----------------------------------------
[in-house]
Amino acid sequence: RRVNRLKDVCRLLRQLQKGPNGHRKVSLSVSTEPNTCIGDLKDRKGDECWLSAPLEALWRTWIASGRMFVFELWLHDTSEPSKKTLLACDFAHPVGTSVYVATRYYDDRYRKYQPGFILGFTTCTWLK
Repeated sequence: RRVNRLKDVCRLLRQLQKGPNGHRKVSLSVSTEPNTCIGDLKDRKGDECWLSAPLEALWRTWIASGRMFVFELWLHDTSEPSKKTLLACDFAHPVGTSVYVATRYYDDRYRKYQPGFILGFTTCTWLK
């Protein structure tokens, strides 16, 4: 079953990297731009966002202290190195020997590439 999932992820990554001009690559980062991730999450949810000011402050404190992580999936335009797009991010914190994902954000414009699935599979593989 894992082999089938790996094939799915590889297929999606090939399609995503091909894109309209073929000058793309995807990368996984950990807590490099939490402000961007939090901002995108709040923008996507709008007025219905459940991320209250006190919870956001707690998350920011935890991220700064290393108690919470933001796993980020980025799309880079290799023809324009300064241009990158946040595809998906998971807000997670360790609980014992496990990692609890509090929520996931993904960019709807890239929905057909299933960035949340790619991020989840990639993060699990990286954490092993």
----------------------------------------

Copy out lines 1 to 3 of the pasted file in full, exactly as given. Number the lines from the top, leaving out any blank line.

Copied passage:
[in-house]
Amino acid sequence: RRVNRLKDVCRLLRQLQKGPNGHRKVSLSVSTEPNTCIGDLKDRKGDECWLSAPLEALWRTWIASGRMFVFELWLHDTSEPSKKTLLACDFAHPVGTSVYVATRYYDDRYRKYQPGFILGFTTCTWLK
Repeated sequence: RRVNRLKDVCRLLRQLQKGPNGHRKVSLSVSTEPNTCIGDLKDRKGDECWLSAPLEALWRTWIASGRMFVFELWLHDTSEPSKKTLLACDFAHPVGTSVYVATRYYDDRYRKYQPGFILGFTTCTWLK